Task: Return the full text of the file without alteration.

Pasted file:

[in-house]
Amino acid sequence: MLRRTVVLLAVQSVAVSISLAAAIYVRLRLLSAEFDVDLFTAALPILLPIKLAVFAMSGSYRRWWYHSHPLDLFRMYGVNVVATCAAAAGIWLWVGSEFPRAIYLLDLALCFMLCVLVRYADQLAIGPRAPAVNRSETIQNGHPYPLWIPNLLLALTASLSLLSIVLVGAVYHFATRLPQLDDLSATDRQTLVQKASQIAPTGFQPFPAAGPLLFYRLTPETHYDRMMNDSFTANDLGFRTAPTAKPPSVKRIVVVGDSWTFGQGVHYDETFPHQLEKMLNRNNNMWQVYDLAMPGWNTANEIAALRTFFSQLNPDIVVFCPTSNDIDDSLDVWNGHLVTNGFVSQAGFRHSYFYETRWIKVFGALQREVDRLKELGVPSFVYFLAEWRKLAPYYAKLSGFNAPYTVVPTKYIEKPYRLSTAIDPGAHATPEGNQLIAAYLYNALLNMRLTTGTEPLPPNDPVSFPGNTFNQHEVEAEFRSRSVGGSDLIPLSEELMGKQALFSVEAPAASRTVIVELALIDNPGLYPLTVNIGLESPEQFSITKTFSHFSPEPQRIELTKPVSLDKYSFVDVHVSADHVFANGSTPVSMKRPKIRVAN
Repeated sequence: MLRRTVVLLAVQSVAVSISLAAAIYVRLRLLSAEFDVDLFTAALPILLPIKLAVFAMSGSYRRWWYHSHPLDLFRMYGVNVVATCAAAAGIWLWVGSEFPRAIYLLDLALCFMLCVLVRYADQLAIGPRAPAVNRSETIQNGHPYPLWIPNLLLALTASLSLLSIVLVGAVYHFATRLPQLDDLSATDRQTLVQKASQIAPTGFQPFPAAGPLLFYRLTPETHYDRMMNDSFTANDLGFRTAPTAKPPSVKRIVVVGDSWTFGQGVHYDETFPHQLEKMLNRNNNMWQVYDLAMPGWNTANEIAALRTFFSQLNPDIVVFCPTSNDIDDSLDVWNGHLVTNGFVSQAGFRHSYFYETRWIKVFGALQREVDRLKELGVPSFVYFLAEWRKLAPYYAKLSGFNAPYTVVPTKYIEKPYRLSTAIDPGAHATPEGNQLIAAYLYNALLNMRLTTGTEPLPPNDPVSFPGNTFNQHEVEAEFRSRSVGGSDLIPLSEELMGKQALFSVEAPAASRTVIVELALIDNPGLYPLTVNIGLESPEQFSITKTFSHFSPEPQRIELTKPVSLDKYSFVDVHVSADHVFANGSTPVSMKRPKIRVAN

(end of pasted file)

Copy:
[in-house]
Amino acid sequence: MLRRTVVLLAVQSVAVSISLAAAIYVRLRLLSAEFDVDLFTAALPILLPIKLAVFAMSGSYRRWWYHSHPLDLFRMYGVNVVATCAAAAGIWLWVGSEFPRAIYLLDLALCFMLCVLVRYADQLAIGPRAPAVNRSETIQNGHPYPLWIPNLLLALTASLSLLSIVLVGAVYHFATRLPQLDDLSATDRQTLVQKASQIAPTGFQPFPAAGPLLFYRLTPETHYDRMMNDSFTANDLGFRTAPTAKPPSVKRIVVVGDSWTFGQGVHYDETFPHQLEKMLNRNNNMWQVYDLAMPGWNTANEIAALRTFFSQLNPDIVVFCPTSNDIDDSLDVWNGHLVTNGFVSQAGFRHSYFYETRWIKVFGALQREVDRLKELGVPSFVYFLAEWRKLAPYYAKLSGFNAPYTVVPTKYIEKPYRLSTAIDPGAHATPEGNQLIAAYLYNALLNMRLTTGTEPLPPNDPVSFPGNTFNQHEVEAEFRSRSVGGSDLIPLSEELMGKQALFSVEAPAASRTVIVELALIDNPGLYPLTVNIGLESPEQFSITKTFSHFSPEPQRIELTKPVSLDKYSFVDVHVSADHVFANGSTPVSMKRPKIRVAN
Repeated sequence: MLRRTVVLLAVQSVAVSISLAAAIYVRLRLLSAEFDVDLFTAALPILLPIKLAVFAMSGSYRRWWYHSHPLDLFRMYGVNVVATCAAAAGIWLWVGSEFPRAIYLLDLALCFMLCVLVRYADQLAIGPRAPAVNRSETIQNGHPYPLWIPNLLLALTASLSLLSIVLVGAVYHFATRLPQLDDLSATDRQTLVQKASQIAPTGFQPFPAAGPLLFYRLTPETHYDRMMNDSFTANDLGFRTAPTAKPPSVKRIVVVGDSWTFGQGVHYDETFPHQLEKMLNRNNNMWQVYDLAMPGWNTANEIAALRTFFSQLNPDIVVFCPTSNDIDDSLDVWNGHLVTNGFVSQAGFRHSYFYETRWIKVFGALQREVDRLKELGVPSFVYFLAEWRKLAPYYAKLSGFNAPYTVVPTKYIEKPYRLSTAIDPGAHATPEGNQLIAAYLYNALLNMRLTTGTEPLPPNDPVSFPGNTFNQHEVEAEFRSRSVGGSDLIPLSEELMGKQALFSVEAPAASRTVIVELALIDNPGLYPLTVNIGLESPEQFSITKTFSHFSPEPQRIELTKPVSLDKYSFVDVHVSADHVFANGSTPVSMKRPKIRVAN